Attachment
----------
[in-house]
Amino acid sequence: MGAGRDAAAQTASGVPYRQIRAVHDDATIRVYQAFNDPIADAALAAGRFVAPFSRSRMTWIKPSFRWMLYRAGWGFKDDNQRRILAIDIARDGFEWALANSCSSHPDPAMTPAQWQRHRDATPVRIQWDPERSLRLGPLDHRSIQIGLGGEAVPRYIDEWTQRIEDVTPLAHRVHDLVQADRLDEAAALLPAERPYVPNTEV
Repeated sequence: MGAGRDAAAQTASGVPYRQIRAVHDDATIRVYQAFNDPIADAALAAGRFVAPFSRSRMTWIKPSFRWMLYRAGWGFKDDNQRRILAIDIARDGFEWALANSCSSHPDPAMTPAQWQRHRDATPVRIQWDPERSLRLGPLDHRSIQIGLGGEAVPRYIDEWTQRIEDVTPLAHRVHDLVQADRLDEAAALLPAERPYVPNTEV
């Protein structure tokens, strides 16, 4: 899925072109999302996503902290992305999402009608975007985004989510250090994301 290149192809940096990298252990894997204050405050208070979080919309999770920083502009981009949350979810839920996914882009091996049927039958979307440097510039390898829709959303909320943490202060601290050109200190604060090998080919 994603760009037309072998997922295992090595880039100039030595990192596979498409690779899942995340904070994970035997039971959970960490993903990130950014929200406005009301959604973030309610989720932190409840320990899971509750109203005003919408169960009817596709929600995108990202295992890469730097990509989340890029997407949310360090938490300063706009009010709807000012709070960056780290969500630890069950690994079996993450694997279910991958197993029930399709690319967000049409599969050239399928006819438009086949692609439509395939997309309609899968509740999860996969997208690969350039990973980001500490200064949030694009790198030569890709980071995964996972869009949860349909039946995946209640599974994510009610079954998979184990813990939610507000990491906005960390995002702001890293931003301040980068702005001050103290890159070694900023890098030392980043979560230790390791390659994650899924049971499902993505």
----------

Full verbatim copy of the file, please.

[in-house]
Amino acid sequence: MGAGRDAAAQTASGVPYRQIRAVHDDATIRVYQAFNDPIADAALAAGRFVAPFSRSRMTWIKPSFRWMLYRAGWGFKDDNQRRILAIDIARDGFEWALANSCSSHPDPAMTPAQWQRHRDATPVRIQWDPERSLRLGPLDHRSIQIGLGGEAVPRYIDEWTQRIEDVTPLAHRVHDLVQADRLDEAAALLPAERPYVPNTEV
Repeated sequence: MGAGRDAAAQTASGVPYRQIRAVHDDATIRVYQAFNDPIADAALAAGRFVAPFSRSRMTWIKPSFRWMLYRAGWGFKDDNQRRILAIDIARDGFEWALANSCSSHPDPAMTPAQWQRHRDATPVRIQWDPERSLRLGPLDHRSIQIGLGGEAVPRYIDEWTQRIEDVTPLAHRVHDLVQADRLDEAAALLPAERPYVPNTEV
């Protein structure tokens, strides 16, 4: 899925072109999302996503902290992305999402009608975007985004989510250090994301 290149192809940096990298252990894997204050405050208070979080919309999770920083502009981009949350979810839920996914882009091996049927039958979307440097510039390898829709959303909320943490202060601290050109200190604060090998080919 994603760009037309072998997922295992090595880039100039030595990192596979498409690779899942995340904070994970035997039971959970960490993903990130950014929200406005009301959604973030309610989720932190409840320990899971509750109203005003919408169960009817596709929600995108990202295992890469730097990509989340890029997407949310360090938490300063706009009010709807000012709070960056780290969500630890069950690994079996993450694997279910991958197993029930399709690319967000049409599969050239399928006819438009086949692609439509395939997309309609899968509740999860996969997208690969350039990973980001500490200064949030694009790198030569890709980071995964996972869009949860349909039946995946209640599974994510009610079954998979184990813990939610507000990491906005960390995002702001890293931003301040980068702005001050103290890159070694900023890098030392980043979560230790390791390659994650899924049971499902993505």